Yellow tea is a rare and wonderful thing, say the experts at In Pursuit Of Tea, an artisan tea seller. It’s been a tradition in China’s Anhui Province for more than 1,000 years.
And it’s so rare that we—big tea lover—had never even heard of it.
Today, we share our new-found knowledge with you.
Yellow tea gets its name from the yellow hue of its [green] leaves, after the fermentation and oxidation processes. And, it’s the color of the liquor** brewed from them.
Similar to green tea, the buds of the tea plant, Camellia sinensis, are handpicked in early spring. Only the tips of the finest tea leaves are used for yellow tea.
Different tea masters vary the process, but here is the technique used to create Huo Shan Huang Ya, the tea in the photos that you can actually buy right now:
The plucked leaves are dry heated (panned) to almost halt the oxidation*—but not completely.
They are then carefully wrapped in cloth or thick paper, and finished over smoldering charcoal for a few days, curing in the sauna-like heat.
This unique, multi-day process transforms the tea into something special: a tea reminiscent of a Chinese green tea, but with more complexity and smoothness than their green tea cousins.
A rounded finish lingers, with a sweet hint of charcoal.
Because of the multiple-day wrapping and steaming process, making yellow tea is much more time-consuming and delicate. It takes expertise to achieve just the right level of fermentation and oxidation.
But there are very few tea masters in China who have this mastery, another factor that makes yellow tea the rarest and most expensive. A lot of expertise has been lost over time. Here’s more about it.
In most cases, yellow tea is consumed by locals or used as a tribute tea‡‡‡.
Thee rare yellow tea, with its craftsmanship and fine flavor, quickly became a favorite tribute tea. [source].
Yellow tea is the “youngest” of the teas types. It first appeared in the 14th or 15th century, during the Qing dynasty (1644-1912).
While all tea is made from the same plant, Camellia sinensis, the terroir‡‡ that grows the best plants to make yellow tea are the mountains of the Hunan, Sichuan and Zhejiang provinces of China.
What makes yellow tea so rare and pricey?
First, a limited growing area. Second, the unique harvesting and drying processes, described above, which contribute to the tea’s yellow color.
Due to the wrapping of the leaves and a multiple-day steaming process, making yellow tea is more time-consuming and delicate.
In most cases, yellow tea is made for the appreciation of locals or used as a tribute tea, given to dignitaries. They have never had a broad market presence.
In fact, for centuries, it was actually illegal to sell yellow tea abroad; so it never gained much awareness [source].
Because this tea is so rare, grab it while you can. The lot available at In Pursuit Of Tea is Huo Shan Huang Ya. “Huo Mountain Yellow Sprout.”
It’s a remarkable lot, says In Pursuit. “Harvested in late April, it boasts aromas of grilled artichoke and roast peanuts with a verdant undertone of fresh green beans.
“As for the taste, think of ripe honeydew sprinkled with white pepper, all packed into beautifully fluffy buds, festooned with a fine coat of fuzzy trichomes—a true sign of leaf quality.”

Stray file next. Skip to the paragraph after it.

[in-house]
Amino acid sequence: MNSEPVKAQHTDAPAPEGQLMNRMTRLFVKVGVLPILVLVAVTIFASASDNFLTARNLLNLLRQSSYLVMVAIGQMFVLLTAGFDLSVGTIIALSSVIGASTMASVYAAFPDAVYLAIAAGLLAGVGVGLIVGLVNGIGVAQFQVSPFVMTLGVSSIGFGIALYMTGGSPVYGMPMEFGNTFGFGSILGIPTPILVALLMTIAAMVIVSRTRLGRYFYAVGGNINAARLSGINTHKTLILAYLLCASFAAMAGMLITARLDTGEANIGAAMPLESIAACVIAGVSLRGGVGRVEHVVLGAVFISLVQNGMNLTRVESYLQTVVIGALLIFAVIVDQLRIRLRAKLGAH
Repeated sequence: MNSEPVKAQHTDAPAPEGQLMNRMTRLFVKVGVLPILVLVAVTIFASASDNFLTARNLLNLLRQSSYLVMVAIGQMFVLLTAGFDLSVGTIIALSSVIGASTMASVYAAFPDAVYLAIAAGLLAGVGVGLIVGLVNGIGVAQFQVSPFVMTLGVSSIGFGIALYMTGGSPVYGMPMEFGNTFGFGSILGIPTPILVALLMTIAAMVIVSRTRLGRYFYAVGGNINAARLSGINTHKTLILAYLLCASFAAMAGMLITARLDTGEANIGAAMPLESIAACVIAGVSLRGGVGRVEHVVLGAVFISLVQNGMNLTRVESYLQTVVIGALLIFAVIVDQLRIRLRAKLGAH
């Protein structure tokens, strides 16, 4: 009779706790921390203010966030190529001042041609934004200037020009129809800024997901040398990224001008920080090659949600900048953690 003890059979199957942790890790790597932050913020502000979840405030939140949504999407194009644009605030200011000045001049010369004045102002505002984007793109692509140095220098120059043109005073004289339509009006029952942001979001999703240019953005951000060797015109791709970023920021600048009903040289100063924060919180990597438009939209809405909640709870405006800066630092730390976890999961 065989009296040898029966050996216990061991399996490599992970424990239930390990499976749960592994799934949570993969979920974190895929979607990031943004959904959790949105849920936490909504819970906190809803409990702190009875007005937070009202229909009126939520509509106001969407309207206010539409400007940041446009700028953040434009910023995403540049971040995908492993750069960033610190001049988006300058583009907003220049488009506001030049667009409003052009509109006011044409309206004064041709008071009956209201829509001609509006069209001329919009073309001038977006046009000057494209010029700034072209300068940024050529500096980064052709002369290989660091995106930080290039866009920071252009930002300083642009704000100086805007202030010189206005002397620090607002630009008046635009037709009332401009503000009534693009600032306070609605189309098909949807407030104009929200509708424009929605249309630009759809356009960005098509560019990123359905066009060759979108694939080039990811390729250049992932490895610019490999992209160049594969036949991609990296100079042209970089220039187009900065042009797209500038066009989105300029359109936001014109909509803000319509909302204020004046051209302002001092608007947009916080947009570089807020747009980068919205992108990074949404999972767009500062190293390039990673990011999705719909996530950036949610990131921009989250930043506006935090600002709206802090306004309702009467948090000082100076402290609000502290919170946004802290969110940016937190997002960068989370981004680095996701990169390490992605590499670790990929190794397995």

“We’re calling it the tea of the summer: bright and unusual to match the reopening of 2021, and alluring enough to encourage new experiences.
“Steep a generous pinch loose in a chawan or wide bowl, and sip on a porch while watching the birds.
“Try an ambient brew with room temperature water for an hour to appreciate a different side of this multifaceted tea.
“Or drink it iced all summer long, to quench your thirst for something refreshing and beautiful.”
We say: Make hay while the sun shines, and get some Huo Shan Hyuang Ya that’s the color of sunshine.
You can afford the two-ounce package, $46.25. It’s a lot, but it’s a very special experience.
You can usually get about 10–15 cups of tea (a 6 fluid ounces tea cup—not a 12-ounce mug) from an ounce of loose leaf tea, depending on how strong you like your tea. Thus, two ounces of loose leaf should provide up to 30 cups of tea [source].
When you take a sip, remember that you’re drinking a tea enjoyed only by the emperor of China, for most of its existence.
*Black tea is fully oxidized, green tea is partially oxidized, white tea is not oxidized.
†Unlike traditional hot brews (a few minutes at temperatures above 149°F) or cold brews (many hours at temperatures between 33°C and 41°F),ambient brewing uses still or sparkling water for less than an hour, at cool ambient temperatures between 50°F and 59°C, and served within those temperatures [source].
‡A chawan is a matcha bowls, designed for whisking matcha powder in the traditional style of Japanese tea preparation. They are used for for everyday consumption; although like fine dinnerware, some are special-occasion bowls. The wide shape enables proper foaming. Chawans are considered “practical works of art,” used and collected by tea aficionados around the world. If you own one, you can enjoy any kind of tea from it.
**Liquor is the industry term for brewed tea. Check out more tea terms in our Tea Glossary.
‡‡Terroir, pronounced tur-WAH, is a French agricultural term referring to the unique set of environmental factors in a specific habitat that affect a crop’s qualities. It includes climate, elevation, proximity to a body of water, slant of the land, soil type and amount of sun. These environmental characteristics give a fruit, vegetable, cheese, olive oil, tea, coffee, etc., its unique character.
‡‡‡A tribute tea, or gong cha, was the finest of the crop that was given to the emperor “in tribute.” The custom lasted until the 1700s. The emperor enjoyed the tea for his own consumption or to host dinners or other special events for visiting dignitaries.
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